‘Pokémon’ Voice Actor Sarah Natochenny Offers Her Best Voiceover Advice

Video Source: Youtube

The following interview for Backstage’s on-camera series The Slate was compiled in part by Backstage readers just like you! Follow us on Twitter (@Backstage) and Instagram (@backstagecast) to stay in the loop on upcoming interviews and to submit your questions.

This year, Pokémon celebrates its 25th anniversary. The massively popular franchise includes video games, comic books, movies, and of course the long-running television series, on which Sarah Natochenny has played the beloved hero Ash Ketchum for the past 15 years. In addition to Ash, Natochenny has lent her vocal talents to over a dozen Pokémon; she says she tries to give each creature a distinct voice to match their personality. Natochenny sat down with Backstage to talk about her approach to the craft, how her work has changed during the pandemic, and why actors should bring themselves to every role they play. 

Natochenny always approaches playing Ash from the same place.
“Fundamentally, I don’t really change who Ash is and what he stands for. He’s a really smart, tenacious, loving, caring kid who just wants to do the right thing while pursuing his dreams. So that’s the place that I’m always coming from, and the people who influence him, and the situations that influence him, kind of guide my performance. But I don’t know what’s gonna happen before it happens. I don’t even read the script before I go into the studio. I learn as Ash learns!

She uses the same process for dubbing as she does original work.
“I don’t really have a different approach to dubs and original animation, and that might be why I don’t book a lot of dubs. I’m a little precious about it. I do feel that the English language is different from other languages; our culture is different, and our portrayal of these characters should reflect that. Because we are serving an English-speaking audience, as well as an audience that is trying to learn English—there’s a lot of that going on too, which is cool.”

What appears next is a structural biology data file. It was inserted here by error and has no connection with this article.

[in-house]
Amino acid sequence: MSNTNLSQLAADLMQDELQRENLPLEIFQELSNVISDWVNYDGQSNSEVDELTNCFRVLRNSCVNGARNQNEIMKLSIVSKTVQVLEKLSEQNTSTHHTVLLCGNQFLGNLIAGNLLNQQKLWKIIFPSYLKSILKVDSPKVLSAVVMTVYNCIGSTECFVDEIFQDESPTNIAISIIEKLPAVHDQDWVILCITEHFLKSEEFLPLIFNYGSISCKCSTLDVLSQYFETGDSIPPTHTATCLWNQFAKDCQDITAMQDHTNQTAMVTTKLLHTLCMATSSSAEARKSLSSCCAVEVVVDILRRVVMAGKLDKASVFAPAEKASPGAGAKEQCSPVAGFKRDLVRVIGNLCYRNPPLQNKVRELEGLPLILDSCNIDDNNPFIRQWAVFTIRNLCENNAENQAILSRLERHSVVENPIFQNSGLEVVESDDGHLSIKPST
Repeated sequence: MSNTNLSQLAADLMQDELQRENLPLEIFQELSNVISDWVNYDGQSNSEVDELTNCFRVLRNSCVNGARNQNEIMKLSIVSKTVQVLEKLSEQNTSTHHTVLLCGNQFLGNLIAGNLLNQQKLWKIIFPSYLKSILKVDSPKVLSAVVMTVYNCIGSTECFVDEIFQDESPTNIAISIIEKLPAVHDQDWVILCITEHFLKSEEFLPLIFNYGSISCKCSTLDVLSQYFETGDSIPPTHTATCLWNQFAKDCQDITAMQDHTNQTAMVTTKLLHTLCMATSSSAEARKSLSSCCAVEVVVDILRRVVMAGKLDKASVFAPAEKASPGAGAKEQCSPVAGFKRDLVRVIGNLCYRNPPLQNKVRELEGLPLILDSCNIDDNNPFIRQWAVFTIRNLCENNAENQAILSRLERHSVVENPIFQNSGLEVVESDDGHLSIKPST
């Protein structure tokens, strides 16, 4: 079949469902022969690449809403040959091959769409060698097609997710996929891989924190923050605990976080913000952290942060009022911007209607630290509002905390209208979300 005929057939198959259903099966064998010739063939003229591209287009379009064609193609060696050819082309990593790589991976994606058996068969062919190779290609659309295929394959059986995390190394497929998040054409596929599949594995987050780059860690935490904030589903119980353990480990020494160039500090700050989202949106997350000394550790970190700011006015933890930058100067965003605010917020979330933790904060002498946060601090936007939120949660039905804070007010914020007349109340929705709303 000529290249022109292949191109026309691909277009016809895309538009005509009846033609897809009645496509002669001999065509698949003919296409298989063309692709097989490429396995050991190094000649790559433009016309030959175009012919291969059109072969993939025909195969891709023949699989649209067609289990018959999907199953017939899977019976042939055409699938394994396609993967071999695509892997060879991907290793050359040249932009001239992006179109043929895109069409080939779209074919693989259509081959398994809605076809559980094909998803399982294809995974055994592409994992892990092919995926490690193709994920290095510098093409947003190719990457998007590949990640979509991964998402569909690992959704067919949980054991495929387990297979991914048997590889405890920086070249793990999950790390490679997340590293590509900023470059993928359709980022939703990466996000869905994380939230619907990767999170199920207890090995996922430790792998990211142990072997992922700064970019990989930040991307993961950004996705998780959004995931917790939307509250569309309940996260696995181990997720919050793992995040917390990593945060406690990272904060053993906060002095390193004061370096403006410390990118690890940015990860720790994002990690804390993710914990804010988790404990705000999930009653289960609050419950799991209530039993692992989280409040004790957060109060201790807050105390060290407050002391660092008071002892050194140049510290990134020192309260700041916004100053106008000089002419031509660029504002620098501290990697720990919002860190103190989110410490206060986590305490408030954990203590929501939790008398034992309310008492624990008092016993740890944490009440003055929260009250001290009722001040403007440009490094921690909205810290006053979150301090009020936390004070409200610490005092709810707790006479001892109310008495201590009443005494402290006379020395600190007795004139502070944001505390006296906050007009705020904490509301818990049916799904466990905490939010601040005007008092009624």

For auditions, Natochenny tries to capture her character’s whole range.
“Each line in an audition is really important because you’ve gotta show everything that that character could go through. So, it’s important to find out who they’re talking to, how they feel about that person, who they’re talking about, all the people that character mentions. I recently had an audition where a character mentions a bunch of different people, and she hates everybody. But she can’t hate everybody equally, she has to hate everybody in different ways. She’s disgusted by one person, another person treated her badly and she wants to get back at them, and that all has to come across in the audition, otherwise it’s gonna sound flat.”

The pandemic has changed the way Natochenny records her work.
“I don’t go into the studio anymore; I thankfully have a walk-in closet in my apartment—it’s very small, but I got Vocal Booth to Go [blankets]. I didn’t have a really high-quality mic before this; I have a director who let me borrow her Sennheiser 416—Auralex sent me these wonderful panels, the ProMAX panels, they’re wonderful, they just reflect some sound that I have going on in my booth. And, everything’s happening over SessionLinkPRO, Source-Connect, Zoom.”

She brings herself to every role she voices.
“It’s all about who you are and what you do, especially with original animation. And that’s also how I approach dubbing—there’s a piece of me in everything I do. If it’s not a grounded performance based in your own truth, in your own reality, you’re probably not gonna book it. Especially in animation, where things can be so big and so broad, that if they’re not grounded in a reality that’s very true to you—it doesn’t have to be you, but there’s gotta be a piece of you in it—then it’s not going to be believable to a child who gets it. That’s important, to know yourself and what you can do.”

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